In 1996, a group of environmentalists, civil rights advocates, philanthropists, developers, business people and civic leaders came together.
Having reached their tipping point, they were frustrated by the economic, social, and environmental problems faced by those living and working on Long Island. Despite individual efforts to make improvements, things were getting worse rather than better.
As the need to protect Long Island’s diverse population, this group of leaders realized they couldn’t continue to solve problems individually – they needed a new approach. Together, they had a chance at developing a model that would bring about positive change by working side-by-side. Determined to improve the region, they formed Sustainable Long Island.
"We were helping to model a process that helped people understand the most effective ways to use their voices," notes Marge Rogatz, who took an active role from the very beginning. Participants, she points out, who represent very different goals "worked together to make something happen while being respectful of others’ visions."
In listening to those voices, this group began to develop a process. At one meeting, Elaine Gross, President of ERASE Racism, helped focus on the equity issue underlying the other challenges plaguing Long Island. They realized that there are some basic needs that all Long Islanders from every community have a right to—the right to a healthy environment and thriving economy. All Long Islanders should have access to public transportation; clean land, water and air; a racially diverse population; parks, community centers and other recreational opportunities; a range of housing options; thriving downtowns; trees and grass, safe streets and neighborhoods; access to quality and affordable food and employment opportunities.
These elements are what make up sustainability and despite different backgrounds; those who helped build our organization recognized that the sustainable movement was the solution to their respective causes. In 1998, the term "sustainability" was not on anyone’s radar and our efforts "without a doubt put the issue of sustainability on the map of Long Island," notes Nancy Douzinas, a founding member. "We educated the public, politicians and leaders way before ‘sustainability’ became the buzzword it is today.”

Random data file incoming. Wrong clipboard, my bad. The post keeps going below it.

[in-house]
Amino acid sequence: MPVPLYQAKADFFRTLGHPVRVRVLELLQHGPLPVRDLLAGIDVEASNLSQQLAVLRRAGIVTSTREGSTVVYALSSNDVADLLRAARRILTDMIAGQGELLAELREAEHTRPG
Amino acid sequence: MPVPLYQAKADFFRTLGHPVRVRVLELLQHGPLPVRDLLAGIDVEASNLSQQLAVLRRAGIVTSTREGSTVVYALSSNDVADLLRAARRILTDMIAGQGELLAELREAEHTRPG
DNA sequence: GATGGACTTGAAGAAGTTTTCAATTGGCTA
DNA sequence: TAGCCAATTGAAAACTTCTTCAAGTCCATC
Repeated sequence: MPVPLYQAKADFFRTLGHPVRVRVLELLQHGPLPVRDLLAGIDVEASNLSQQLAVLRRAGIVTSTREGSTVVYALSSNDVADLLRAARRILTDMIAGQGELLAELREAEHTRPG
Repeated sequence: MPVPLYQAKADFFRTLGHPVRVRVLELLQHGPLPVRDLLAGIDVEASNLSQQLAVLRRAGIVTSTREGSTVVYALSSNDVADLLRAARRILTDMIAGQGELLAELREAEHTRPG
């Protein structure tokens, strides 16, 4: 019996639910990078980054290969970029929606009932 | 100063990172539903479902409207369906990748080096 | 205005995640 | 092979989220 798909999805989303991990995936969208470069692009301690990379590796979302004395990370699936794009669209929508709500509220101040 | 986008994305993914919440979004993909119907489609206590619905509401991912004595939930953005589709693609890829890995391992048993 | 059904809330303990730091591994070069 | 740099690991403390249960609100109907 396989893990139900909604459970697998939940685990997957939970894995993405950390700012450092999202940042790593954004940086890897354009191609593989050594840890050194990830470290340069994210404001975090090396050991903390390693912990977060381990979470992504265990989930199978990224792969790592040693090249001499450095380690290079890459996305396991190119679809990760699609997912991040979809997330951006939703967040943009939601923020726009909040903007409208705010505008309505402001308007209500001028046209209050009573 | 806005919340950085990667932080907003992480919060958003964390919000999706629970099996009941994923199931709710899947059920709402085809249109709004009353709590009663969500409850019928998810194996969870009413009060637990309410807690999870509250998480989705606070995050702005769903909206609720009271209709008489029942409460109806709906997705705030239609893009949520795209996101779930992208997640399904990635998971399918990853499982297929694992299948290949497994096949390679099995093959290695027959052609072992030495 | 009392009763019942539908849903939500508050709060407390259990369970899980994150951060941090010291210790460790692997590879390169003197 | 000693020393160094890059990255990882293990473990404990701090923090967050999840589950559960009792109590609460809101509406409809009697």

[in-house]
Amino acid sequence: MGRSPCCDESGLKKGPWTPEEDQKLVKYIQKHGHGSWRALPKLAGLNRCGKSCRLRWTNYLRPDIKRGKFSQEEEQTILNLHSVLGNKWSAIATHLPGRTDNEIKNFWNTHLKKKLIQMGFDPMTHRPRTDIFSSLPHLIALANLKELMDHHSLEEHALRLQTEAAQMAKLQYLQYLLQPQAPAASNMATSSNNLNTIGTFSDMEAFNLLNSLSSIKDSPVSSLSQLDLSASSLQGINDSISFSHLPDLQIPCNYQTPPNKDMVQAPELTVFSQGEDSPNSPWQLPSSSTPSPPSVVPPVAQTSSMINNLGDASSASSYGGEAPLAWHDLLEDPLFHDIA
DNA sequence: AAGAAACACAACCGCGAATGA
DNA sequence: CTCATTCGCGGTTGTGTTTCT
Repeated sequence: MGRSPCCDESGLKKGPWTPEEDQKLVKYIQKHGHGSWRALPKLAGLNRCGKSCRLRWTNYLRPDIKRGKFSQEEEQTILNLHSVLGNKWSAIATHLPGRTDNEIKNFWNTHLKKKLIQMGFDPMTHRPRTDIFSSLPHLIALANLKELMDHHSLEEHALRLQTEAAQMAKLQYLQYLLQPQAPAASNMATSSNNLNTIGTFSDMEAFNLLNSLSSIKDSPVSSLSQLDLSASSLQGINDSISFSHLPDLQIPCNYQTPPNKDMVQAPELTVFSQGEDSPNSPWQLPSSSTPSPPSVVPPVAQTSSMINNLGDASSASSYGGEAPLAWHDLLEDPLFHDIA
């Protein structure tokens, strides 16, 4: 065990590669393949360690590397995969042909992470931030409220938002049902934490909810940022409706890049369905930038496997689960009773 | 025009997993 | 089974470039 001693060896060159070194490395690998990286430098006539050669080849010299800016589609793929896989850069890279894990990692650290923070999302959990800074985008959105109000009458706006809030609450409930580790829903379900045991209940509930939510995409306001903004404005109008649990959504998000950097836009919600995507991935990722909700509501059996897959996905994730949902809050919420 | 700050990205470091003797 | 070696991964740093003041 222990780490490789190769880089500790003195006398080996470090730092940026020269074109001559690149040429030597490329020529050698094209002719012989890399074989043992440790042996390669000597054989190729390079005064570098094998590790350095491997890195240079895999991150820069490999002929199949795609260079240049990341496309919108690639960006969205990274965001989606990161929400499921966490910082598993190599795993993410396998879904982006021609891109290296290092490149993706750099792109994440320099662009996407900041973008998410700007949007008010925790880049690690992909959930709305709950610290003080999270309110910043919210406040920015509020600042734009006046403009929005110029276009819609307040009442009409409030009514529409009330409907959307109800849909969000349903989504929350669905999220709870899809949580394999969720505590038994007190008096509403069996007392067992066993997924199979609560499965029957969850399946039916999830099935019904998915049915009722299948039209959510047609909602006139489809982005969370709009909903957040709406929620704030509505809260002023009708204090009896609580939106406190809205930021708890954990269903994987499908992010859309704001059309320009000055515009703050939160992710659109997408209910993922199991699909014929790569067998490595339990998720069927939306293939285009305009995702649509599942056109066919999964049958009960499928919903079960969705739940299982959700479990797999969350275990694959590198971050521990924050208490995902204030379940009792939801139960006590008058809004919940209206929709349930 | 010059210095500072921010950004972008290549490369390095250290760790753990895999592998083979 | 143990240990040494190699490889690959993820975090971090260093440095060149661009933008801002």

They pushed to build an agenda that would create positive change in communities. They developed a course of action in which business leaders, clergy, civic associations, community members sit at the table with their respective town government in order to plan for the future – much the way they did in forming Sustainable Long Island. In Roosevelt, Greater Bellport, Elmont, Wyandanch, New Cassel, Middle Country, and communities across Long Island, we see examples of our model working. This is what Sustainable Long Island does today, bringing all stakeholders to the table to create positive change for communities.
These leaders from the Long-Island based Rauch Foundation, the Horace and Amy Hagedorn Fund, the Unitarian Universalist Veatch Program at Shelter Rock, and the Long Island Community Foundation set the wheels in motion for a brand new approach to growth on Long Island. Today, Sustainable Long Island has facilitated downtown revitalization efforts in numerous communities, advised elected officials at all levels, linked tens of millions of dollars in investment with communities in need, and emerged as the regional leader in the effort to clean up and redevelop Long Island's brownfields. More importantly, Sustainable Long Island has helped make the concept of sustainable development – a model of economic growth that will protect Long Island's diverse people and resources– a new regional paradigm.
We’d like to recognize and thank those who had a role in Sustainable Long Island’s creation:
Patrick G. Duggan
V. Elaine Gross
L. Von Kuhen